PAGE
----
What boggled my mind were the attempts by two CEOs to justify the giveaways. Tom Doll, CEO of Subaru of America, another tax break giveaway recipient, revealed that “Doll said the company had contributed more than $5 million to Camden-based charitable organizations since 2016.” That sounds wonderful, until one remembers that the company received $118 million in tax breaks. Story, of American Water, noted that her company had “donated $900,000 to a local nonprofit that teaches Camden students how to use technology, with a goal of later hiring some of those people,” and “had contributed $200,000 to the Camden School District for science and technology studies, and donated computers and other equipment.” Again, that sounds wonderful, until one remembers that American Water received $164 million in tax breaks.
The dynamic of threatening to locate or relocate in another state needs further analysis. The short-term reaction by legislators is the temptation, often followed, to dish out tax breaks for fear of losing a business to another state. Yet that other state, as it continues to issue its own tax breaks to attract companies, will find itself facing revenue shortfalls, requiring it either to raise taxes on other companies and individuals, or curtailing services. That, in turn, will encourage those other companies and individuals to relocate, perhaps to the state that originally refused to be blackmailed into creating a no-tax or low-tax paradise for the companies issuing the original relocation threats. Economics, including tax policy, and like nature, continually seeks to rebalance things, though it doesn’t happen overnight and sometimes takes years.
As I’ve argued for years, the deal with these companies should be along the lines of the following: “OK, if you relocate here, or stay here, and prove that you generated the economic benefits you are promising, then, and only then, will you receive a tax break.” It’s that simple. If every federal, state, and local government adopted that approach, the economy would improve. Don’t believe me? Try it. Prove me wrong.
Wednesday, September 25, 2019
It seems to me that if the legislature wanted the additional one percent sales tax to apply to specific items but not other items, it could have, and should have, incorporated into the statute a definition of “prepared foods.” The concern isn’t so much which items are included, but the lack of guidance provided by a legislature some of whose members are complaining about failure to follow legislative intent but who could have provided specific legislative intent by drafting a precise statute. Some of the items included in the list prepared by the Department of Revenue Services would be treated as prepared foods in other states and some would not. It is the legislature that needs to make the determination. If there are items that legislators are “shocked” to see included in the list of “prepared foods” they could have avoided the situation by inserting into the statute the items that they do not consider deserving of being subjected to the additional one percent sales tax. Alternatively, they could have taken the definition used in another state and adopted it or adapted it. Legislators need to understand that imprecise and ambiguous legislation invites executive branches of government to finish the legislative tasks the legislature did not complete.Reader Morris has alerted me that now comes a revised policy statement from the Department of Revenue Services explaining that the one-percent additional sales tax on “prepared foods” would apply only to items subject to the basic sales tax, and not to additional items. The Department pointed out that there were two possible interpretations of the statutory amendment, and chose to shift its position from one to the other in response to the outcry from the legislature. I continue to wonder why the legislature could not have made itself clear from the outset, rather than needing rescue from an executive agency.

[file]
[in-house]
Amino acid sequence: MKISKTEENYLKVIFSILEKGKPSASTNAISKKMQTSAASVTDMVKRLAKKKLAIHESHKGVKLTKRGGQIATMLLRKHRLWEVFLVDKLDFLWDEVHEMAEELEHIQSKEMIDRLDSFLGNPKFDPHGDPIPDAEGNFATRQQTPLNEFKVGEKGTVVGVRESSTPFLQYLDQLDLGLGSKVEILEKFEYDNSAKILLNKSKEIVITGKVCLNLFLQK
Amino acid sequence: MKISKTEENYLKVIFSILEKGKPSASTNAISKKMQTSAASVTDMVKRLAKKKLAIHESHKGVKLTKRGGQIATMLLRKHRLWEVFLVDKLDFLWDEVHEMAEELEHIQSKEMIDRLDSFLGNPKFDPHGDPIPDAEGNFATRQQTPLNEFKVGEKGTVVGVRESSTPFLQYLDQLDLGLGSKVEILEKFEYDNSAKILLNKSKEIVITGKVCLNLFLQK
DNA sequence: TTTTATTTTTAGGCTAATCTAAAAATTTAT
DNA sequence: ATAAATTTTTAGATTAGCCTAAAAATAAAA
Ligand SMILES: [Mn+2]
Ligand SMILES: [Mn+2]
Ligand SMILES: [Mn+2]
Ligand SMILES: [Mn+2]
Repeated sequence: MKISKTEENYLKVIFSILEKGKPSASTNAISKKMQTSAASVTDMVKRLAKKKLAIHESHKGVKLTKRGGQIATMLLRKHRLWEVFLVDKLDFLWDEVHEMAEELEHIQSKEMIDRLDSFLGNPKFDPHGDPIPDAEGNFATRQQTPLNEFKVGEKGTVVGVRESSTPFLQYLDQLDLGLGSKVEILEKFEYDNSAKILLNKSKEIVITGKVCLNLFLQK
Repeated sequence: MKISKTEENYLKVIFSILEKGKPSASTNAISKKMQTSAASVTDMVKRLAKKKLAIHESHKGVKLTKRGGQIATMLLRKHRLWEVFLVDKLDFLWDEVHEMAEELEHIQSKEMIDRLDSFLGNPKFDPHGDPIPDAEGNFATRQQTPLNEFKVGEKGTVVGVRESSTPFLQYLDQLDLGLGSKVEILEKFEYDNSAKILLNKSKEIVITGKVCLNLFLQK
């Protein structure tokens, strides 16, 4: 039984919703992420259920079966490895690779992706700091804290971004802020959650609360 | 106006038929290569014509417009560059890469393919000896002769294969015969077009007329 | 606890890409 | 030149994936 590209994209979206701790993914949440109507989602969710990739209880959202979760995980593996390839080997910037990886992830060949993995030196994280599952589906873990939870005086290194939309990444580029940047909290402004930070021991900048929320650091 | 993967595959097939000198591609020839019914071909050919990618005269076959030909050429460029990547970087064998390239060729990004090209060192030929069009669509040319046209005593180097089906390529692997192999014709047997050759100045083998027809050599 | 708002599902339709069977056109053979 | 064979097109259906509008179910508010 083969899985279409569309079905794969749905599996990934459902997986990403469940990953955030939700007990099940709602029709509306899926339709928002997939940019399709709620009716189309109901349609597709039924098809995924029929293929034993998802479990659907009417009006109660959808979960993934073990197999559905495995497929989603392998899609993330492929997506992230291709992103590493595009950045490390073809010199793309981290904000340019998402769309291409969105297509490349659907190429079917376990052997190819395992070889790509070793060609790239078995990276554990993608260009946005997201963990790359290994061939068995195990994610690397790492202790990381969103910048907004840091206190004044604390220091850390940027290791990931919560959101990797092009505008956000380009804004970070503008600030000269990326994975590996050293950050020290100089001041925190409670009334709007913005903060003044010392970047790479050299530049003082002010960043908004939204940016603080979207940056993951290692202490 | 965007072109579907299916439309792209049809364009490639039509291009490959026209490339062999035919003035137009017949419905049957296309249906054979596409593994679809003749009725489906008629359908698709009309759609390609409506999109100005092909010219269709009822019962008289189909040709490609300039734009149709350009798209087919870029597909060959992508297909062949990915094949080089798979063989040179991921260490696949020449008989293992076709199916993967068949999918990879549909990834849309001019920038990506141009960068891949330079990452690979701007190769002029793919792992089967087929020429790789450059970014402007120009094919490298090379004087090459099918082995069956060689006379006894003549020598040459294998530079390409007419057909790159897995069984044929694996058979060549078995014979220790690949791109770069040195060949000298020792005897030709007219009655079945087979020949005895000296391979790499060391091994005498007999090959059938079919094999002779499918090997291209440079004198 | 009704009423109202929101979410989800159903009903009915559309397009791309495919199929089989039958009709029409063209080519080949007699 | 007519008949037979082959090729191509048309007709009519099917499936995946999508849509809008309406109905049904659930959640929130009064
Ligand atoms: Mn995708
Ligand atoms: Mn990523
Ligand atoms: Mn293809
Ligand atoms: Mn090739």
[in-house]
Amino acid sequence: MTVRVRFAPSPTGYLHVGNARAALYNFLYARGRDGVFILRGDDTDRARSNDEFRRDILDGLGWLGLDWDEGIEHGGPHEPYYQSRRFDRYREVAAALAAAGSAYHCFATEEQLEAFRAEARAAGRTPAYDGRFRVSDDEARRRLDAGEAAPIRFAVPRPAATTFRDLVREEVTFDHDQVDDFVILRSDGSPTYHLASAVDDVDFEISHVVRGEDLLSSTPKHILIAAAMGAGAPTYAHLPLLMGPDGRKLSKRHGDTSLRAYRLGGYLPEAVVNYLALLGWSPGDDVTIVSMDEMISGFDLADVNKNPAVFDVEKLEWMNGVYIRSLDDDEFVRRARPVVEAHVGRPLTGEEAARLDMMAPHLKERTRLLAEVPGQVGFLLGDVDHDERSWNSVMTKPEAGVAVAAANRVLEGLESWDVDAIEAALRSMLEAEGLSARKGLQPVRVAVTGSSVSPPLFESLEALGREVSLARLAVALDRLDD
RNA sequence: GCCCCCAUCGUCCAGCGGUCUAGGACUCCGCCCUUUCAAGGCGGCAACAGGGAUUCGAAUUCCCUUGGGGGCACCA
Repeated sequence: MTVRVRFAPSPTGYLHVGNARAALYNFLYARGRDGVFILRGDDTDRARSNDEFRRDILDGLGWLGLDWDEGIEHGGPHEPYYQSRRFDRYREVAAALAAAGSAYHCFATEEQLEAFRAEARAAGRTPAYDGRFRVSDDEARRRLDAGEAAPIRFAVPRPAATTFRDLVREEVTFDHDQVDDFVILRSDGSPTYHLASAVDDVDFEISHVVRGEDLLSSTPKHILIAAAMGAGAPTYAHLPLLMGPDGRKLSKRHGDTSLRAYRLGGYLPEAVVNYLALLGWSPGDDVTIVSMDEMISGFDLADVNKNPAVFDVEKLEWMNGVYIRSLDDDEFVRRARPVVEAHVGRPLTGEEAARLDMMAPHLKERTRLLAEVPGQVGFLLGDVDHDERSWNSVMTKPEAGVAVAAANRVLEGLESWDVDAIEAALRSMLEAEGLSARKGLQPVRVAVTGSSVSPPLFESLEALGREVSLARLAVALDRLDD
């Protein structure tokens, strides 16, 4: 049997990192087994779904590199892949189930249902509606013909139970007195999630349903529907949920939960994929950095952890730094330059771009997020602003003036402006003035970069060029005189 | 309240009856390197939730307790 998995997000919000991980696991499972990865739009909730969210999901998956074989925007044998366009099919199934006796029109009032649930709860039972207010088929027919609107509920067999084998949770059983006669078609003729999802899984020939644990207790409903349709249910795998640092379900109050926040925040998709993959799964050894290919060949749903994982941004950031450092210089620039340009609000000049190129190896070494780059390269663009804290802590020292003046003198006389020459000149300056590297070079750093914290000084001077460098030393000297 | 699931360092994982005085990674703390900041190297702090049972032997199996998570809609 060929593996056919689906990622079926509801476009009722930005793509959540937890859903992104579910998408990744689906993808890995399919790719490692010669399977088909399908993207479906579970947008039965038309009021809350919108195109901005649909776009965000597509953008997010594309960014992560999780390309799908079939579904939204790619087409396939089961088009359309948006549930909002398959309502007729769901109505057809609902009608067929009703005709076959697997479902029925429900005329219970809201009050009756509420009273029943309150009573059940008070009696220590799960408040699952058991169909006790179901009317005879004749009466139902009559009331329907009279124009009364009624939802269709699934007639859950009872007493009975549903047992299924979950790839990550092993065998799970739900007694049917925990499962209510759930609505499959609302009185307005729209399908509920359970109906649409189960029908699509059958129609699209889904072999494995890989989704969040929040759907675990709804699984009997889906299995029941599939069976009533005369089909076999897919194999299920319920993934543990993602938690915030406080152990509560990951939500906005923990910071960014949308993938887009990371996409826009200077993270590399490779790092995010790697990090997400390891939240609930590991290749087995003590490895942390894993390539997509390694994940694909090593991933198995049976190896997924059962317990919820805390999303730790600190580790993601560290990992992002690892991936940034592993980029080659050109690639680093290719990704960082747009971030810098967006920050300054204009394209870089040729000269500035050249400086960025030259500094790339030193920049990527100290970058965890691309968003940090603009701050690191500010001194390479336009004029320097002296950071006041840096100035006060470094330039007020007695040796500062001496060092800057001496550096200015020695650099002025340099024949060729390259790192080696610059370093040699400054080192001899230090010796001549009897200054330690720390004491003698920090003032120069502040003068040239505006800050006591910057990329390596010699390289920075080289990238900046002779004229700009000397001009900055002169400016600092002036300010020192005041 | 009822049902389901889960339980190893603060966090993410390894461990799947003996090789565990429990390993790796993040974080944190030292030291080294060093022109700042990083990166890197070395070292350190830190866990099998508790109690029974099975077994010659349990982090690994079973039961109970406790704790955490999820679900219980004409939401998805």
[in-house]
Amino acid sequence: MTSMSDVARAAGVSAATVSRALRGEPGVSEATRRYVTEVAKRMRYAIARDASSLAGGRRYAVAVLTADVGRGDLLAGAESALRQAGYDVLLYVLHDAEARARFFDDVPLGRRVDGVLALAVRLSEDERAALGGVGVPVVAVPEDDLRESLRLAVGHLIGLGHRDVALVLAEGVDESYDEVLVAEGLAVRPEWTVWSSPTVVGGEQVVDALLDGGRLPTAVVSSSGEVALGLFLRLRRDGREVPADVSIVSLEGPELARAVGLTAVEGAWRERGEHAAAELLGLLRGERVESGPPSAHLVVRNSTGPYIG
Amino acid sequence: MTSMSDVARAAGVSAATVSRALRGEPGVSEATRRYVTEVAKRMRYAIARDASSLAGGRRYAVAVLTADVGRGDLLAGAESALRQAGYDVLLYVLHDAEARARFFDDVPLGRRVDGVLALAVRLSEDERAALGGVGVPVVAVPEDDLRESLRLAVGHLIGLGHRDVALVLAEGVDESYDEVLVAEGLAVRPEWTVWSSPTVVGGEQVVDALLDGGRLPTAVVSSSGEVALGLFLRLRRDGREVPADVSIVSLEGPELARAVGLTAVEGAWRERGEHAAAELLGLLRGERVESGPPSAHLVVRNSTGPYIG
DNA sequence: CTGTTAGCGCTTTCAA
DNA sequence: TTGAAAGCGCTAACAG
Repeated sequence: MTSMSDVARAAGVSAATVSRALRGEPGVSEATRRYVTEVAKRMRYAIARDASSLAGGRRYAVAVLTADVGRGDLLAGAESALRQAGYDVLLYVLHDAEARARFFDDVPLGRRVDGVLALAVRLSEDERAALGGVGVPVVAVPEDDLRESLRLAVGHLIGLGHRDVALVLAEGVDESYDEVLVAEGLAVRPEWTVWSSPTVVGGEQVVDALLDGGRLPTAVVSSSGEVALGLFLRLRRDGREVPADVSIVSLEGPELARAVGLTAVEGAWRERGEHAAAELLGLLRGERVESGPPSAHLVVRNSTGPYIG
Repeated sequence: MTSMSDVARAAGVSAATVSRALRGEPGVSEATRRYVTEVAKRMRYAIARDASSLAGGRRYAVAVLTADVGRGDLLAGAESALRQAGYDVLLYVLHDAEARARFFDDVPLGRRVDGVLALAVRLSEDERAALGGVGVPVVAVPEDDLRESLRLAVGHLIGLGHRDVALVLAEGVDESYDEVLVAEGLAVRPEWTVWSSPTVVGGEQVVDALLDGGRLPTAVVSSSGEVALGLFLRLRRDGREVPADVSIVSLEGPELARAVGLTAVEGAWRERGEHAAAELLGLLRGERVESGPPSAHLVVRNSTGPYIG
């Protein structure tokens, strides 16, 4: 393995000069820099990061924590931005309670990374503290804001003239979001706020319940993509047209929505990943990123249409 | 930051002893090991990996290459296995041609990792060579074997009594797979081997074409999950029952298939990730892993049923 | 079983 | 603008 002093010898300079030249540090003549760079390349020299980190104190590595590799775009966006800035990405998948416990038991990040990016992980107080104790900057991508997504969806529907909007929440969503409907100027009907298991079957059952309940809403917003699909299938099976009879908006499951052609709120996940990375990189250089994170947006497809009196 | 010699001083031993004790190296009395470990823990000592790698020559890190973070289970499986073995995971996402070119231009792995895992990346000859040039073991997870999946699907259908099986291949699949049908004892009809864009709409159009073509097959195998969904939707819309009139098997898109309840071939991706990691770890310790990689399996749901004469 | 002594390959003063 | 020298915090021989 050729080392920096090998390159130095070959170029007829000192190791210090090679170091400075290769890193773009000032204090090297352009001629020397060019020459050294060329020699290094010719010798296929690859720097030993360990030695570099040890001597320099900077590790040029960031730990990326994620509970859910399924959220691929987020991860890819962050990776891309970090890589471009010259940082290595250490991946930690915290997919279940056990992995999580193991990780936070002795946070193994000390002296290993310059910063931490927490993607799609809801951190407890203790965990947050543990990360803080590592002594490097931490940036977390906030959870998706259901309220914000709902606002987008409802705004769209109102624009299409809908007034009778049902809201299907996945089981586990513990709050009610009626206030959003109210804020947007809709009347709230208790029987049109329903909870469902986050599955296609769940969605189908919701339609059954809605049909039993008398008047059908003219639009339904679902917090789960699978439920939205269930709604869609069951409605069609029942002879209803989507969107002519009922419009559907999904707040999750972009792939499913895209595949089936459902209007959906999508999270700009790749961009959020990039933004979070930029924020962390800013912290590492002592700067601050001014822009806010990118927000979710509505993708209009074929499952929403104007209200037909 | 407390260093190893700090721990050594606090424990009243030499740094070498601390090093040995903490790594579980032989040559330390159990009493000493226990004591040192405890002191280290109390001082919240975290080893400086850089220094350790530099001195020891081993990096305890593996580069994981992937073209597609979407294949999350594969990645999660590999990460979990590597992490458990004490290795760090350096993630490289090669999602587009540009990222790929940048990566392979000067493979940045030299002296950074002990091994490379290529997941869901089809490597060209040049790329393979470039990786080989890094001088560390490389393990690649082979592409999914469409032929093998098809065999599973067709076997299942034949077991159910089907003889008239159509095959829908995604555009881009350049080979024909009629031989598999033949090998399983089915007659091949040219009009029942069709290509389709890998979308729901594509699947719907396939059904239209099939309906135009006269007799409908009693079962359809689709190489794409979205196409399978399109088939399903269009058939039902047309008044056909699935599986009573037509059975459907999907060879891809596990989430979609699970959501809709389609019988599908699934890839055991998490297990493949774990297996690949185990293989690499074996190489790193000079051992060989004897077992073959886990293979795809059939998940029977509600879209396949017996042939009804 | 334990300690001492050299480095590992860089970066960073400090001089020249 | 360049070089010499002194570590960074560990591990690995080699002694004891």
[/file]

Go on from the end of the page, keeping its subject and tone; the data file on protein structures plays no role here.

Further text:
Monday, September 23, 2019
Recently, as reported in this Philadelphia Inquirer story, Pew Charitable Trusts conducted a “first-of-its-kind” survey to determine why approximately 60,000 people move out of Philadelphia every year.
The top reasons people leave are jobs and safety. For people with school-age children, the top reason was “better schools.” Interestingly, no one reason was dominant. Many survey respondents provided more than one reason. Most people who left the city weren’t so much escaping Philadelphia but were heading for “new opportunities elsewhere.” Roughly 70 percent of those who departed agreed that Philadelphia is a “good or excellent place to live.”
Interestingly, to quote the story, “What didn’t get mentioned much, particularly in the open-ended responses: local taxes.” Only six percent of the respondents mentioned taxes in writing their responses to an open-ended question asking why they moved away. When answering a specific question about ““high taxes in Philadelphia,” only 22 percent classified it as a major reason for leaving.
So much for the canard that taxes are the primary, or even a major, reason people move from one place to another. What tax policy needs are more empirical surveys of practical reality and fewer theories that make for tempting sound bites but offer little in the way of solid foundation.
Friday, September 20, 2019
Sales of prepared food are subject to Sales Tax. Prepared food, which includes beverages,West Virginia provides this definition: